Kitty Genovese Revisited

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Earlier this week in my Intro Psych course, we were knee-deep in the social psych chapter when a student asked about Kitty Genovese. The standard story reported in most Intro Psych textbooks turns out to be not quite the whole story. While we know that the bystander effect exists and we know what factors increase the likelihood of the bystander effect occurring, there's much more to Genovese's murder than 38 uncaring people. I took a deep breath and gave some context to the tale that has become a part of our cultural consciousness.

To expand your own background I recommend starting with the Manning, Levine, and Collins September, 2007 American Psychologist article, The Kitty Genovese murder and the social psychology of helping: The parable of the 38 witnesses.

For a deeper exploration of what happened that night in 1964, check out Kevin Cook's 2014 book Kitty Genovese: The murder, the bystanders, the crime that changed America. If the social psych chapter is coming up faster than you can read, take an hour and watch his 2014 book talk at the Kansas City Public Library.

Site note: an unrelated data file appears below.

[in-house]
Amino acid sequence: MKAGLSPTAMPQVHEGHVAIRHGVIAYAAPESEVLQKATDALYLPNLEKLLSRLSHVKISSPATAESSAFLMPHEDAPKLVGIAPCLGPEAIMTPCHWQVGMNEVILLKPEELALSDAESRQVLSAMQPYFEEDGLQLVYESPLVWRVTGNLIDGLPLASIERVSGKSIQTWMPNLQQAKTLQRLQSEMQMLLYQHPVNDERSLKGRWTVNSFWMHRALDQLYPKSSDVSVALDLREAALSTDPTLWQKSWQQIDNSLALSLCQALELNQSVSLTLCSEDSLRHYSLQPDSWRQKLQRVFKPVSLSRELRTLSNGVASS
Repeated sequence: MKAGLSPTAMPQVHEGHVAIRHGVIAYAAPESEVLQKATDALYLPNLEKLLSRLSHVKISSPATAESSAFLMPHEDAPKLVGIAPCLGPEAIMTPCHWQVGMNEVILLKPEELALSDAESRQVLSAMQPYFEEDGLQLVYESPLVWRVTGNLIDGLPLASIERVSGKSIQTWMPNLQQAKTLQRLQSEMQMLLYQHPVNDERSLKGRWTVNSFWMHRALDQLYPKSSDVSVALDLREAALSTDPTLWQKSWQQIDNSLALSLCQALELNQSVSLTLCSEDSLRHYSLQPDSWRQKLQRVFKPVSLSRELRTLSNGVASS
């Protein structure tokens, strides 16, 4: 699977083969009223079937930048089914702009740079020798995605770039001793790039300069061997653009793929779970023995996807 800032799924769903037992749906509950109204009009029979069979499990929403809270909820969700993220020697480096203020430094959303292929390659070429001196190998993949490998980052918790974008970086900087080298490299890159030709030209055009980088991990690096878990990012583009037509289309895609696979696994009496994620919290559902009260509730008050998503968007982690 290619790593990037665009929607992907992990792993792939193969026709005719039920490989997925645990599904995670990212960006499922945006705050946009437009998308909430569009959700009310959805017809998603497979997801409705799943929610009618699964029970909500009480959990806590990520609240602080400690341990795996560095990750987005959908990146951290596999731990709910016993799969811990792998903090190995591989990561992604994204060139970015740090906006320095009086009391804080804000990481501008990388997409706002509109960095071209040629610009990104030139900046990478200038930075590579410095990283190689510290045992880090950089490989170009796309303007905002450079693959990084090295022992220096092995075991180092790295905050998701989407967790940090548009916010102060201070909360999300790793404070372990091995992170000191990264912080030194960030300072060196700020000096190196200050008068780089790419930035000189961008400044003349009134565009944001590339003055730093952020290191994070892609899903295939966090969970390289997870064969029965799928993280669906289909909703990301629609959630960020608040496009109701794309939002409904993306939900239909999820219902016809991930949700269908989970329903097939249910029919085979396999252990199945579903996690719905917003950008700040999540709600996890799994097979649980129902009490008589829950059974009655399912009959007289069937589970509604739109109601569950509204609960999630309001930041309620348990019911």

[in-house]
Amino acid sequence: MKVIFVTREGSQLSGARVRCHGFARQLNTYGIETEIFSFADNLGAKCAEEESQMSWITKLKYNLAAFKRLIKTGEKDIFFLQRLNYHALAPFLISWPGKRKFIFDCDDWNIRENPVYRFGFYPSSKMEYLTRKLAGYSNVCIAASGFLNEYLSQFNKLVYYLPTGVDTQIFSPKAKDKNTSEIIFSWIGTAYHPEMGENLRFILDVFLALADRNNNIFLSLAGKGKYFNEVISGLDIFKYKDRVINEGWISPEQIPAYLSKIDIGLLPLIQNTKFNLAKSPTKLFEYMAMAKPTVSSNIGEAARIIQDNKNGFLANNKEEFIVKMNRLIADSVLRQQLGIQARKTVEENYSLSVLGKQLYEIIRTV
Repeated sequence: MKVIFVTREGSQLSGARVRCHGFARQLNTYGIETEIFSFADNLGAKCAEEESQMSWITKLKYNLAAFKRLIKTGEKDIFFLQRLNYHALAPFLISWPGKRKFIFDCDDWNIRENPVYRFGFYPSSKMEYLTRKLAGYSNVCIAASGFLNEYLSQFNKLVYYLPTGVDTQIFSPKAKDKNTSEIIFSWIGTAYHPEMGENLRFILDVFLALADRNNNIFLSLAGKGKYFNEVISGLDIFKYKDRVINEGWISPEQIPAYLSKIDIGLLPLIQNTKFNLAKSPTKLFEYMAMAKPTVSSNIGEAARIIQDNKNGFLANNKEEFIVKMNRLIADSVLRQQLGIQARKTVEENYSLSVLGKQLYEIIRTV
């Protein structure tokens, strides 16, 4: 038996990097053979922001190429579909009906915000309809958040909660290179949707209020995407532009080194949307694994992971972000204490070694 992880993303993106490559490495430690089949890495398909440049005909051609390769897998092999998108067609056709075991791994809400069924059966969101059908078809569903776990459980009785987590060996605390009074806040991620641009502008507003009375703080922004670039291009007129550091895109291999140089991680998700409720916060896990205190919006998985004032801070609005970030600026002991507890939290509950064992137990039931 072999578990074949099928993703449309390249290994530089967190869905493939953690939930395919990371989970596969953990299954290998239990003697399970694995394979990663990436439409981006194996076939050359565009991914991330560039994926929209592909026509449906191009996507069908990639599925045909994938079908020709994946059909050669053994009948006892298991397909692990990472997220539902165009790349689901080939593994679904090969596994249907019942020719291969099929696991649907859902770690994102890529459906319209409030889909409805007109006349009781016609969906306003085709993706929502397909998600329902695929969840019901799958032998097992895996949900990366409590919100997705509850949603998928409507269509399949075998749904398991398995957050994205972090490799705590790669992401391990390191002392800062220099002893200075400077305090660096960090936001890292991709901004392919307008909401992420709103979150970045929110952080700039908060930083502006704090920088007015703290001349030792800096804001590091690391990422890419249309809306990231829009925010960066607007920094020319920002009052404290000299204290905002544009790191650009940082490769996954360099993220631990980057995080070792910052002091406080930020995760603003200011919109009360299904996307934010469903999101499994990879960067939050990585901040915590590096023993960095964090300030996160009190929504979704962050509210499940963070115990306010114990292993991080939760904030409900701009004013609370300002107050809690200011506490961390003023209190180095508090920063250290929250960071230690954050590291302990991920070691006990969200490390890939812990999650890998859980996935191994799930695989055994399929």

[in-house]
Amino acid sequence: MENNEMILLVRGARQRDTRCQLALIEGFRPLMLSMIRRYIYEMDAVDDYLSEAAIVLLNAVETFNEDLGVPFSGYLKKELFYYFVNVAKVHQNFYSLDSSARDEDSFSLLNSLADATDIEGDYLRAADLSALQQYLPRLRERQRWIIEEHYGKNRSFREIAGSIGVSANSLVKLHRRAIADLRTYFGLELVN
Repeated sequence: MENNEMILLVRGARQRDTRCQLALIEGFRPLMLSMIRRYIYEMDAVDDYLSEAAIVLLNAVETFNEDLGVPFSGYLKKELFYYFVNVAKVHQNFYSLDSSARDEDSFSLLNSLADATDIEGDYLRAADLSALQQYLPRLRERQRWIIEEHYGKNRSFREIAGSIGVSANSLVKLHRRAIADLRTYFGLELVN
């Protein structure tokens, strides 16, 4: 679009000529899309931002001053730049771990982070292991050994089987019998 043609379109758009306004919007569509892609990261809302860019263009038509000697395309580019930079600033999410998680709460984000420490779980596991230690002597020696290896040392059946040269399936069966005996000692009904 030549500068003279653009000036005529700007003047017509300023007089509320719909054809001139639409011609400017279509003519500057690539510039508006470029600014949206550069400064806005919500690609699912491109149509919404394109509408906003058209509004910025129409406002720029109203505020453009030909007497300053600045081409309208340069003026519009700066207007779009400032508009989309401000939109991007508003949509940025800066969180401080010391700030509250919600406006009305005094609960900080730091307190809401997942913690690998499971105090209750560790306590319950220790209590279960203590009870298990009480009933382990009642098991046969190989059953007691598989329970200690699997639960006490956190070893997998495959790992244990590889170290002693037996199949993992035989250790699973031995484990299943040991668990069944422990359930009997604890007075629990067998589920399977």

Video Link : 1560

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About the Author
Sue Frantz has taught psychology since 1992. She has served on several APA boards and committees, and was proud to serve the members of the Society for the Teaching of Psychology as their 2018 president. In 2013, she was the inaugural recipient of the APA award for Excellence in the Scholarship of Teaching and Learning at a Two-Year College or Campus. She received in 2016 the highest award for the teaching of psychology--the Charles L. Brewer Distinguished Teaching of Psychology Award. She presents nationally and internationally on the topics of educational technology and the pedagogy of psychology. She is co-author with Doug Bernstein and Steve Chew of Teaching Psychology: A Step-by-Step Guide, 3rd ed. and is co-author with Charles Stangor on Introduction to Psychology, 4.0.